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Works of Art and Clocks

Tapestries and Stumpwork

Tapestries and Stumpwork covers tapestries, lace and needlework. Pieces in our auctions will range in date from Medieval times right up to the end of the 20th century.

Tapestries were first produced in Switzerland and Germany in the 14th century. Production soon spread though Belgium, France and the Low Countries. They were used mostly to adorn the walls of churches and castles. Tapestries not only acted as visual displays, they also proved good for insulation against the cold during the winter months. Tapestries were valuable items and were always included in household inventories.

A 17th Century Stumpwork Picture (FS27/512).

A 17th Century Stumpwork Picture (FS27/512).

Subjects depicted in the tapestries were mostly derived from mythology or the Bible. During the 17th and 18th centuries, Flemish tapestries dominated the market, with Aubusson in France and Brussels in Belgium also producing fine works. Today, most machine-woven tapestries are produced in Brussels.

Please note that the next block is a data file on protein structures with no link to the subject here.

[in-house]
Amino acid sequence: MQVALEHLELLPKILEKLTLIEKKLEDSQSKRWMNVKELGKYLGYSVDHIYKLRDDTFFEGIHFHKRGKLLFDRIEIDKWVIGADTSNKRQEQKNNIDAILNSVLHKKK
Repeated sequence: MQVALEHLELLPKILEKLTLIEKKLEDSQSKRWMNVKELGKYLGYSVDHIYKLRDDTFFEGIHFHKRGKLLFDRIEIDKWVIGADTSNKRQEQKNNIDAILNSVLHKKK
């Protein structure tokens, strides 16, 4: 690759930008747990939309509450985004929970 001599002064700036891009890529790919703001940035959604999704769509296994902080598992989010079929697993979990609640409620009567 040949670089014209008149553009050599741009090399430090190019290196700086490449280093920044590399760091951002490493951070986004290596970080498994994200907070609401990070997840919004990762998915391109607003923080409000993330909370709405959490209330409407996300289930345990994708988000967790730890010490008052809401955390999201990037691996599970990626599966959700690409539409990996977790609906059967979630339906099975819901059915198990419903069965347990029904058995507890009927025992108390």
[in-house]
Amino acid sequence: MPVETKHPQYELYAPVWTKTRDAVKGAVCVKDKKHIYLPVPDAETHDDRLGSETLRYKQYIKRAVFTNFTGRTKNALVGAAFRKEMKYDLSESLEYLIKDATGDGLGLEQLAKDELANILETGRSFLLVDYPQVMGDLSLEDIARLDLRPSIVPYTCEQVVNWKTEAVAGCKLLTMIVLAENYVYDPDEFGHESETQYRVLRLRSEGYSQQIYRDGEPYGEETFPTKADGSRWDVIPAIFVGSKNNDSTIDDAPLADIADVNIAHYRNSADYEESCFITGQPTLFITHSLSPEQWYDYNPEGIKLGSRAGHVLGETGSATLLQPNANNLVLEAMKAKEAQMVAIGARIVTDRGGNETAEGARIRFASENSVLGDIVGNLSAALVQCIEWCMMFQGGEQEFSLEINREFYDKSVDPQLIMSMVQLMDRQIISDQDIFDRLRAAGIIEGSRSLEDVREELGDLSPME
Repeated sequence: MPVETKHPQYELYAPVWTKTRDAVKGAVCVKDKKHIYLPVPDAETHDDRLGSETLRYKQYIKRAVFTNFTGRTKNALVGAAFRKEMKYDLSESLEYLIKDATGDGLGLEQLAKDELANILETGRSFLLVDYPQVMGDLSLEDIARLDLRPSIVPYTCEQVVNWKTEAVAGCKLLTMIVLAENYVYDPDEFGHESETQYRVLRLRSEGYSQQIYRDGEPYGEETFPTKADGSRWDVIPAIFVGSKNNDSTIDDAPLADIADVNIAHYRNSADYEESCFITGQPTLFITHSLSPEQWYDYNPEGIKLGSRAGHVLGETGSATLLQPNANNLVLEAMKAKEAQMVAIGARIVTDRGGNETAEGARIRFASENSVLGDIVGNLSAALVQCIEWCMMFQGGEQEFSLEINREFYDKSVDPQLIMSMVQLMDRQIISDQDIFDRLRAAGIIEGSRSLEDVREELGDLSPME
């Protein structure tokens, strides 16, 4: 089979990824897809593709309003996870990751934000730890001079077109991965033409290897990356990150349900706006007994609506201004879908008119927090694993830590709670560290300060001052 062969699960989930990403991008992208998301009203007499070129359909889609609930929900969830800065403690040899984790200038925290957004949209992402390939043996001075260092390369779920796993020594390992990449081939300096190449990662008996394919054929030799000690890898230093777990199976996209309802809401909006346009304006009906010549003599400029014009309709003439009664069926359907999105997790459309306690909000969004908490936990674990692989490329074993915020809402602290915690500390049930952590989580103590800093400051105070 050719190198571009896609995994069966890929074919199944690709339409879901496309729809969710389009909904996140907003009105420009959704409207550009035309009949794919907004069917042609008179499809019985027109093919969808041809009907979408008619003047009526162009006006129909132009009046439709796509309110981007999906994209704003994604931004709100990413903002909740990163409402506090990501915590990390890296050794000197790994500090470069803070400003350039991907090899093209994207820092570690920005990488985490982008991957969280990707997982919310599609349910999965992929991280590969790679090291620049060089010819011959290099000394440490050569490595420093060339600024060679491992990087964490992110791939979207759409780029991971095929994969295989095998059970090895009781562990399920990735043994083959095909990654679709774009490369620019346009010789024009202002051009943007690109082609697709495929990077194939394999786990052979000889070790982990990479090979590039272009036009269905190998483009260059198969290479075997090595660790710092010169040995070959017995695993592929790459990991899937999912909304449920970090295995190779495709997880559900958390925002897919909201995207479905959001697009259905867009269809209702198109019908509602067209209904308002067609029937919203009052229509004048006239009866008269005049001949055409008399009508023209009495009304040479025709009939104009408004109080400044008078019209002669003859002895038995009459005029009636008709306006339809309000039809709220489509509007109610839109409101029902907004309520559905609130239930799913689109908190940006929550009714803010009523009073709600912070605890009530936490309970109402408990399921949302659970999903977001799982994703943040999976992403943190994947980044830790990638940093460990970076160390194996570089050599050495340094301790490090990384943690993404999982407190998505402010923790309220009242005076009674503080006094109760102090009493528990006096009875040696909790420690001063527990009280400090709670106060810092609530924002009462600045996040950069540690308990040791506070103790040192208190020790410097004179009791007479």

Lace is an open work fabric produced by twisting, knotting, looping or braiding threads together. Used to adorn table linen and clothes, lace became popular from the 16th century onwards. Designs and techniques differed from country to country and examples of Maltese, Spanish, Honiton, Chantilly and Brussels lace are often included in our Fine Sales.

Stumpwork is a style of embroidery where the stitched figures are raised from the background linen to produce a three-dimensional picture. Closely related to tapestries, stumpwork was popular during the 17th century with boxes and mirrors having stumpwork panels applied to them. Subject matters included scenes from the Bible, or were royalty related.

Specialists

Martin McIlroyMartin McIlroy
Department Head

Leigh ExtenceLeigh Extence
Clock Consultant

Emroiderers and Textile Artists